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African art - Terracotta, jar, amphora, funerary urn:

Clay jars are closely associated with the daily life of African populations. Made from the material of mud ponds and rivers, the rather heterogeneous paste allows the production of objects with thick walls such as jars. Many terracotta objects were discovered in Africa during the 20th century. The Nok of Nigeria, dating from 900 to 1500, are among the most recent. In West Africa, notably in Mali, fragments have been discovered and dated from 9 to 12,000 years B.C.


Bura funerary urn
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African art > Jars, amphoras, pots, matakam > Bura funerary urn

Remarkable, African Bura art includes three types of archaeological sites in the Niger Valley: sites with necropolises where coffin jars, funerary urns, etc ... Sites with ritual vocations where ceremonies were happening and the religious rites. The habitation sites where we find the usual objects. Herisse in his height of vertical lines composed of small circular reliefs, this conical receptacle was placed in the tomb of the deceased among personal effects like his weapons and clothing that he might need in the afterlife, among his bones and teeth. The piece has the same patterns placed horizontally around the perimeter of its lower base.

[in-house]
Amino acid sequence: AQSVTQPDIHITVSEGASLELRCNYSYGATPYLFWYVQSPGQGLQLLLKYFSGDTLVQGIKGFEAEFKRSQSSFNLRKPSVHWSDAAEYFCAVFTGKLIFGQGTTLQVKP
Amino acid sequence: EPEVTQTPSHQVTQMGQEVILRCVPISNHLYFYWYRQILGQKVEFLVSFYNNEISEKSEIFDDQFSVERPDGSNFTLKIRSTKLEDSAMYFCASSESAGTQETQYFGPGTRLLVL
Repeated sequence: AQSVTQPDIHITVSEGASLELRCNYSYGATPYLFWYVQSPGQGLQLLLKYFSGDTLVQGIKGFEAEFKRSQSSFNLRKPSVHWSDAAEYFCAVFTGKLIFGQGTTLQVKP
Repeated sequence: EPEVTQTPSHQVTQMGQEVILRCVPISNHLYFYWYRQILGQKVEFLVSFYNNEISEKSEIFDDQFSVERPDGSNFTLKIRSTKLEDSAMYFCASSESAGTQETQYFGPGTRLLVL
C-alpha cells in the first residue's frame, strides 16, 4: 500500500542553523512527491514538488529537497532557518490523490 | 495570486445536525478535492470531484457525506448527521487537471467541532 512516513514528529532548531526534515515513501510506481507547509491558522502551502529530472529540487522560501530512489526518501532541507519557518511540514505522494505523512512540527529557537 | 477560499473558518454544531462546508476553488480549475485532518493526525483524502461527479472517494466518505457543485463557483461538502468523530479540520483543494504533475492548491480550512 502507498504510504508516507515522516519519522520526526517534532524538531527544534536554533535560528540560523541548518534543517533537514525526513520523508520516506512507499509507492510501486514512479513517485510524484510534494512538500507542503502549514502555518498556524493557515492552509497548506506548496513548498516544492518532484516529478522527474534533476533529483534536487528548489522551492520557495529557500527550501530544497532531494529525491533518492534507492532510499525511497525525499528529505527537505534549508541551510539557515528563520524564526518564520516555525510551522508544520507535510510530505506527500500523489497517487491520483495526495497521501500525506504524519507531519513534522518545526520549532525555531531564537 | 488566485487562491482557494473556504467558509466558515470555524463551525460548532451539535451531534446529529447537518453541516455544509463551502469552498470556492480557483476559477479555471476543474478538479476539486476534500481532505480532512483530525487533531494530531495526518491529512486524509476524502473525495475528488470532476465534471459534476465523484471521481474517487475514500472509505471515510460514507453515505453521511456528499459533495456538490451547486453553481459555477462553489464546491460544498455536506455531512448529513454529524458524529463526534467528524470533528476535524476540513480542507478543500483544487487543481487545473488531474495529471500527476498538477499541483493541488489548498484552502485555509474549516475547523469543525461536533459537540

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Yoruba head
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African art > Terracotta, jar, amphora, funerary urn > Yoruba head

Made in the Cameroonian Grasslands using the traditional decorative technique using multicolored glass beads, this head reproduces the famous effigies of sovereigns. Carefully applied to a terracotta surface, the pearls accentuate the features and the royal headdress with strongly contrasting colors, while padouk powder enhances the inside of the ears and mouth. In African art, the artistic movement of which these sculptures are a part bears the name of the ancient religious capital of Nigeria, Ifè, one of the many city-states established by the Yoruba. This civilization succeeded the Nok civilization. This city-state of Ilé-Ifé, whose rise culminated from the 12th to the 15th century, had an artistic tradition of royal portraits imbued with realism, funeral effigies in bronze but also ...


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Yoruba head
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African art > Terracotta, jar, amphora, funerary urn > Yoruba head